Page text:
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Ischemia is the medical term for what happens when your heart muscle doesn't get enough oxygen. Ischemia usually happens because of a shortage of blood and oxygen to the heart muscle. It is usually caused by a narrowing or blockage of one or more of the coronary arteries (which supply blood to the heart muscle). In many cases ischemia is a temporary problem. Your heart may be able to get enough blood through your diseased coronary arteries while you are resting but may suffer from ischemia during exertion or stress.
Your coronary arteries may become so narrowed that they limit the flow of blood to your heart all the time, even when you are at rest. If this happens, ischemia can become an ongoing (chronic) condition that can progressively weaken your heart.
When your heart suffers from ischemia, you will typically experience pain or discomfort in your chest. Angina is the medical term for this chest sensation, which is the most common symptom of coronary artery disease (CAD).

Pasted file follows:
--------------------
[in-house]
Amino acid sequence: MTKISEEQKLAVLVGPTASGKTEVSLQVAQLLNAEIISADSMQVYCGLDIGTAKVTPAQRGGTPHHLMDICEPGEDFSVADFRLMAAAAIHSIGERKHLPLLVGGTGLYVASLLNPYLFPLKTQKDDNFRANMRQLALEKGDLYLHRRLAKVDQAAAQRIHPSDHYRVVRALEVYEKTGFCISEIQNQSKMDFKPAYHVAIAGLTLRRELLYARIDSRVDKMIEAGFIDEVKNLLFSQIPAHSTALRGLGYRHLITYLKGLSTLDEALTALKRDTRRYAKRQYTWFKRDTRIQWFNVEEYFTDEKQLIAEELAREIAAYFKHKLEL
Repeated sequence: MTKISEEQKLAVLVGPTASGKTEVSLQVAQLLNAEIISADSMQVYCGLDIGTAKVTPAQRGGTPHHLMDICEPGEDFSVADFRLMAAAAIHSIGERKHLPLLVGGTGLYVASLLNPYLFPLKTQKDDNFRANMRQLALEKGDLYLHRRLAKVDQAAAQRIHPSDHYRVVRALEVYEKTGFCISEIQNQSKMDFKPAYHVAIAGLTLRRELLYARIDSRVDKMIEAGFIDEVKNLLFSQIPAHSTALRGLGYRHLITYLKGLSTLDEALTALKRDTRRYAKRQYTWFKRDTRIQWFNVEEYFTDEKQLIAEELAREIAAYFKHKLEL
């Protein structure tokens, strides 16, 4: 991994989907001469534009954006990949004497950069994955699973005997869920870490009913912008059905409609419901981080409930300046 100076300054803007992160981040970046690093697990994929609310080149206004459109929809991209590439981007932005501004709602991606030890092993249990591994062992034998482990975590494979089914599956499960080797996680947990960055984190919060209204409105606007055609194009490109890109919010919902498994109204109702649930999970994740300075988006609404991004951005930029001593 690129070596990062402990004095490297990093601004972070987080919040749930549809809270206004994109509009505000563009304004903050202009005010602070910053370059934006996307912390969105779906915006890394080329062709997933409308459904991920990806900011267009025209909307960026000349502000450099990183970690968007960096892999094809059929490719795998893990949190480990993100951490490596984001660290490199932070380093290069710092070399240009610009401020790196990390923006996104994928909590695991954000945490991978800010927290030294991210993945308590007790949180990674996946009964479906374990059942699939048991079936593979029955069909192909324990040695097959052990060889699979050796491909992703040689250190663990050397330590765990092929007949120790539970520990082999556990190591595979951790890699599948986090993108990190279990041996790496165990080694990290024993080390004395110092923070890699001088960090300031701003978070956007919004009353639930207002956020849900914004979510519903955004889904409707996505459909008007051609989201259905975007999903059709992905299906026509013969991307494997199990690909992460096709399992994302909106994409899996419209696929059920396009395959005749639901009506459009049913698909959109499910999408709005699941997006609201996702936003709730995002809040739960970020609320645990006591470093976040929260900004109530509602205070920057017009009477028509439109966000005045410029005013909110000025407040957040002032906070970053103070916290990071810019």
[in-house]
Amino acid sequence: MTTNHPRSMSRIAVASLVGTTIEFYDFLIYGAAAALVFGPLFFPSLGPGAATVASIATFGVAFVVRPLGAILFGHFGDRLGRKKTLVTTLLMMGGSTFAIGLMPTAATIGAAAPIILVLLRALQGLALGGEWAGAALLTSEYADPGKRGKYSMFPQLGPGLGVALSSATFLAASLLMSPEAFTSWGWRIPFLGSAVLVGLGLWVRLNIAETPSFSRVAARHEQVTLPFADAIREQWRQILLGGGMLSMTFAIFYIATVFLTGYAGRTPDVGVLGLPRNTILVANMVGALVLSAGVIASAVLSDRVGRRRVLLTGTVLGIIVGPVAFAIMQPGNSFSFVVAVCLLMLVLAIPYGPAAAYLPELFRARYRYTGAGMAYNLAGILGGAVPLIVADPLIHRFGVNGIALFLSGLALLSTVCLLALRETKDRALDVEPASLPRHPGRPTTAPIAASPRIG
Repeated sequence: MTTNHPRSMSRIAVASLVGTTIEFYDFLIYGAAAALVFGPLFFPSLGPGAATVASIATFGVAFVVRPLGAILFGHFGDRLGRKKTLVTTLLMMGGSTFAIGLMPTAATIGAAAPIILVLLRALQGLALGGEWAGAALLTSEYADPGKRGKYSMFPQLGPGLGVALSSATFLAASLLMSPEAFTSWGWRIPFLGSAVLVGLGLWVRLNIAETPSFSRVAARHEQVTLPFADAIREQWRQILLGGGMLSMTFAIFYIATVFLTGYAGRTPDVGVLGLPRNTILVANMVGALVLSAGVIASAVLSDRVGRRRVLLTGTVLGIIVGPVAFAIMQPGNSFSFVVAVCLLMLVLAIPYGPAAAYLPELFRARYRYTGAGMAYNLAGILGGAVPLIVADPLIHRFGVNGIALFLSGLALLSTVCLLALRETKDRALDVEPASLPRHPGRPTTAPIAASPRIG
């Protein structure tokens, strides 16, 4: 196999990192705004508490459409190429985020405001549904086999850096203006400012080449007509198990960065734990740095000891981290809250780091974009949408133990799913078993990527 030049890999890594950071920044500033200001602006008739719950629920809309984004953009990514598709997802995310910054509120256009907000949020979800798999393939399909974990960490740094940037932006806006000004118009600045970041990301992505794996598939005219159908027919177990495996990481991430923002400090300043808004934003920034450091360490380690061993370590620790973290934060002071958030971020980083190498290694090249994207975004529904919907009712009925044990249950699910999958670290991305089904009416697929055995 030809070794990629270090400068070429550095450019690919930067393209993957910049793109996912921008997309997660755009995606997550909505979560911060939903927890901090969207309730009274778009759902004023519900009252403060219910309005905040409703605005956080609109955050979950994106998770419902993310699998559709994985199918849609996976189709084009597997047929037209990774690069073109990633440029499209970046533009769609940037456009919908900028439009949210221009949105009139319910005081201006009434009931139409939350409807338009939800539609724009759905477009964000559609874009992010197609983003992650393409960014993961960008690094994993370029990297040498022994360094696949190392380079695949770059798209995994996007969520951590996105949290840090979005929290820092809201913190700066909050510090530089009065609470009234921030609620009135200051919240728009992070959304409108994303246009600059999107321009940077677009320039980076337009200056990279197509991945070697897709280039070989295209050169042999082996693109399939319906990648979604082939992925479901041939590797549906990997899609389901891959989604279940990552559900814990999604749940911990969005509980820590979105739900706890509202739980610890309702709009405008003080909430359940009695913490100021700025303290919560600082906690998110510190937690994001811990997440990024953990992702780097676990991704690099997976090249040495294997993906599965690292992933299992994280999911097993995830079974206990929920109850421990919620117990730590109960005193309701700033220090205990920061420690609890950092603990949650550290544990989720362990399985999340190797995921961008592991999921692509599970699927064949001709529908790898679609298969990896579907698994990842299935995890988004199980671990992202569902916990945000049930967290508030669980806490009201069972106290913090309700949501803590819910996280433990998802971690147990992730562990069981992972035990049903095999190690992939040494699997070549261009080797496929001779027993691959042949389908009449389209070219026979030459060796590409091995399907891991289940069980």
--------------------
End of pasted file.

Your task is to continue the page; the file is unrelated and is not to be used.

It's important to know that people with CAD who experience angina often describe the sensation as "tightness," "discomfort," "squeezing," and "heaviness." The pain or discomfort of angina tends to start under your breastbone but may also travel, often to your shoulder, arm, neck, or jaw. Often people also have shortness of breath, sweating, and a feeling of nausea along with the anginal chest pain or discomfort. Sometimes ischemia causes these other symptoms without causing chest pain or discomfort.
For reasons that doctors don't fully understand, some people have ischemia but do not feel chest pain or discomfort or any other symptoms. This condition is called silent ischemia. Silent ischemia occurs most often in women, older people, and people who have diabetes.
People with silent ischemia typically find out that they have it when their doctor notices that their routine electrocardiogram (EKG), ambulatory EKG, or stress test results indicate that their hearts aren't getting enough blood. Silent ischemia is a particular concern after a heart attack, because it increases the chance of another heart attack.
ByHealthwise StaffPrimary Medical ReviewerRakesh K. Pai, MD - Cardiology, ElectrophysiologyMartin J. Gabica, MD - Family MedicineAdam Husney, MD - Family MedicineSpecialist Medical ReviewerStephen Fort, MD, MRCP, FRCPC - Interventional Cardiology
Current as ofDecember 6, 2017
Current as of:
December 6, 2017
Rakesh K. Pai, MD - Cardiology, Electrophysiology
& Martin J. Gabica, MD - Family Medicine & Adam Husney, MD - Family Medicine & Stephen Fort, MD, MRCP, FRCPC - Interventional Cardiology
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